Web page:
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WAR Through the Ages

by Lynn Montross

This book is unique--the stirring story of war in all its phases from 490 b.c. to our own day. Since its first appearance in 1944 it has become a classic, a storehouse of military lore for the specialist and layman alike. Mr. Montross is superbly readable because in telling his story he never loses sight of the fact that wars are waged by men. He is concerned first of all with people, with those who fought and the great conquerors who led them.

If the experiences of the centuries teaches any enduring lesson about war, it is that the heart of man has never been changed by any weapon his mind has conceived.

Even if we allow that war is a disease of the body politic, as it has sometimes been defined, men of good will cannot hope to escape the ravages by ignoring the symptoms.

In his research notes, Montross refered to earlier work by Gibbon, "The Decline and Fall of the Roman Empire." Remember, this work was completed in 1787; yet, reads as though it were a modern day commentary. Gibbon attributes the fall of the Roman Empire to these factors:

"The rapid increase of divorce; the undermining of the dignity and sanctity of the home, which is the basis of human society."

"Higher and higher taxes and the spending of public monies for free bread and circuses for the populace."

"The mad craze for pleasure; sports becoming every year more exciting and more brutal."

"The building of gigantic armaments when the real enemy was within, the decadence of the people."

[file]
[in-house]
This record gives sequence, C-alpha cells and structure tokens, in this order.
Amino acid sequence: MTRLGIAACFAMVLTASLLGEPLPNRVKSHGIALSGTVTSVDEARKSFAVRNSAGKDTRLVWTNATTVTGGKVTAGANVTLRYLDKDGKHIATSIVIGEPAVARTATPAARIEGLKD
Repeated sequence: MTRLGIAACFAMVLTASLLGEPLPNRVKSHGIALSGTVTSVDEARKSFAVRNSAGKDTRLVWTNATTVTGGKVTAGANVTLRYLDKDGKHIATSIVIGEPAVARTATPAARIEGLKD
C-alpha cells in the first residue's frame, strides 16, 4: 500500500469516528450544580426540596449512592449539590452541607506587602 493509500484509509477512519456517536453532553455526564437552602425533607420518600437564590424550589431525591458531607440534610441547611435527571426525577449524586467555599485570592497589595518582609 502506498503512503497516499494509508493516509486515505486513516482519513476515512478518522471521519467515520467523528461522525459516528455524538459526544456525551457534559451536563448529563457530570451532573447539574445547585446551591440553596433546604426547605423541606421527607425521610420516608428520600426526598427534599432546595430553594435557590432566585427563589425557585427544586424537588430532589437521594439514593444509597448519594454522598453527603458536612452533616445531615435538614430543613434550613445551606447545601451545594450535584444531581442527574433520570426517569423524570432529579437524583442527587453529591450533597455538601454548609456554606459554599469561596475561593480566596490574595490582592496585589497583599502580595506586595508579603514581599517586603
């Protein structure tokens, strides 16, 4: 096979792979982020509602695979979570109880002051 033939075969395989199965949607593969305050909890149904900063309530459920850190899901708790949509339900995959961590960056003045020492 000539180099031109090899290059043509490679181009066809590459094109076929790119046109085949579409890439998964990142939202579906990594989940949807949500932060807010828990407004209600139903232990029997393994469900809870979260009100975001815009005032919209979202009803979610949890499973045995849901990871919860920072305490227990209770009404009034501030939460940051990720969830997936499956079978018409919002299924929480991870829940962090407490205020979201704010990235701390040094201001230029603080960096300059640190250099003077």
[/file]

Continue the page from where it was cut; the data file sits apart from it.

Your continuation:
"The decay of religion -- faith fading into mere form, losing touch with life and becoming impotent to warn and guide the people."

Thirty years before the date historians agree ended the worlds most powerful society, soundness of the government and defense of the cities were both threatened by the failure of inductees to report for military duty and the uncontrolled rise in violent crime. And finally, the emperor himself, felt it necessary to condone homosexuality in the armies. The reasoning, as explained to the Roman senate, was that soldiers of that persuasion would be more likely to stand stronger with one another in the face of battle.

From 1950 until his death in 1961, Lynn Montross was a historical writer for the U. S. Marine Corps in Washington, D.C. He was the author of numerous books and many articles on military and historical subjects, including The Reluctant Rebels, Rag, Tag and Bobtail, Cavalry of the Sky, and United States Marines: a pictorial history.

Born in Battle Creek, Nebraska, Mr. Montross studied at the University of Nebraska before serving for three years in an AEF infantry regiment during World War I. Later he joined the staff of the Chicago Daily News, then for many years did free-lance writing, fiction and nonficition, while gathering material for his monumental War Through the Ages.

Harper & Row, Publishers 1960

(Note: The 1968 hardcover price of this publication was $12.95 - it has soared since! Try your local library first. Otherwise, either Amazon or Barnes & Nobel can locate - believe Amazon is the cheaper.)

War Through the Ages (Hardcover)

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